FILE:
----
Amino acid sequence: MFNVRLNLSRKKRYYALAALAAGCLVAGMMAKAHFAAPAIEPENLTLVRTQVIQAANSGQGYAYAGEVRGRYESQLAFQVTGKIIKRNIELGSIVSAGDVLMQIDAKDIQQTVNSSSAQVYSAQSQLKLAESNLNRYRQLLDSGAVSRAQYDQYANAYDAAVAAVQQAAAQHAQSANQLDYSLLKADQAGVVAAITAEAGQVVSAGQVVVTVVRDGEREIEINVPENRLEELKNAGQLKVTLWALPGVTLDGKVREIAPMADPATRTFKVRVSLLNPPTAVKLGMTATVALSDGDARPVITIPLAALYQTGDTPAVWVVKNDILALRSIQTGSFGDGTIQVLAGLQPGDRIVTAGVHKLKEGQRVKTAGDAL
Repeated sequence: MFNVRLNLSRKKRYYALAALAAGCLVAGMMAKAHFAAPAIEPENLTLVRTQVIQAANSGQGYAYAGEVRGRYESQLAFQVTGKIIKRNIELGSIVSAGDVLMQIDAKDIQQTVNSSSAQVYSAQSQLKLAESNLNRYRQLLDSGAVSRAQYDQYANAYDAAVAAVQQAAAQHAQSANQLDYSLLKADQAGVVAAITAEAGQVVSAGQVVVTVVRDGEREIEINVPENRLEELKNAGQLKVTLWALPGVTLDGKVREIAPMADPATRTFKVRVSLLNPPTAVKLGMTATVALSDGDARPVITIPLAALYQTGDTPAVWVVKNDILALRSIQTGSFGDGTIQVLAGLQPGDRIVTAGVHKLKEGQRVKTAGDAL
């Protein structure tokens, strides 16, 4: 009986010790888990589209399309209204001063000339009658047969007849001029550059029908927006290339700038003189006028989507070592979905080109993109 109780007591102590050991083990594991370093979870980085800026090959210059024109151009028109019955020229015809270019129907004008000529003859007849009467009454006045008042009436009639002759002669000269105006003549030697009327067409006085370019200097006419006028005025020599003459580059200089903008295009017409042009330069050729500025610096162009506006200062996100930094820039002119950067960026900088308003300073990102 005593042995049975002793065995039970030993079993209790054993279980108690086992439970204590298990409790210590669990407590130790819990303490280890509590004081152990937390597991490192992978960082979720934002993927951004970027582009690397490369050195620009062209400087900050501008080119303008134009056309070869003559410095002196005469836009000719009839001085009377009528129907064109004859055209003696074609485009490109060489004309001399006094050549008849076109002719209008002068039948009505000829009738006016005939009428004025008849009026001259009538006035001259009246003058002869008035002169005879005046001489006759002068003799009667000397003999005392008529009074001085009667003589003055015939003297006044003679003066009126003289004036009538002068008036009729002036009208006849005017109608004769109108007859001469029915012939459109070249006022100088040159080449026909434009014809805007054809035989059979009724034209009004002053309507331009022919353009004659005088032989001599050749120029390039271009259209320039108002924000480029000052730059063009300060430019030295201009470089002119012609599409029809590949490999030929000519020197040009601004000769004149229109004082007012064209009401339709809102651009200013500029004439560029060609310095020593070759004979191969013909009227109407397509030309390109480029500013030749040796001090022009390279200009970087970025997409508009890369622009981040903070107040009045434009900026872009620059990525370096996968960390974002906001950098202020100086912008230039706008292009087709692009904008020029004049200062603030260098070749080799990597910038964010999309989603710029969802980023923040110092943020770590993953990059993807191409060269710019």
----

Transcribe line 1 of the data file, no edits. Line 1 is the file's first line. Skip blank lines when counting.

Amino acid sequence: MFNVRLNLSRKKRYYALAALAAGCLVAGMMAKAHFAAPAIEPENLTLVRTQVIQAANSGQGYAYAGEVRGRYESQLAFQVTGKIIKRNIELGSIVSAGDVLMQIDAKDIQQTVNSSSAQVYSAQSQLKLAESNLNRYRQLLDSGAVSRAQYDQYANAYDAAVAAVQQAAAQHAQSANQLDYSLLKADQAGVVAAITAEAGQVVSAGQVVVTVVRDGEREIEINVPENRLEELKNAGQLKVTLWALPGVTLDGKVREIAPMADPATRTFKVRVSLLNPPTAVKLGMTATVALSDGDARPVITIPLAALYQTGDTPAVWVVKNDILALRSIQTGSFGDGTIQVLAGLQPGDRIVTAGVHKLKEGQRVKTAGDAL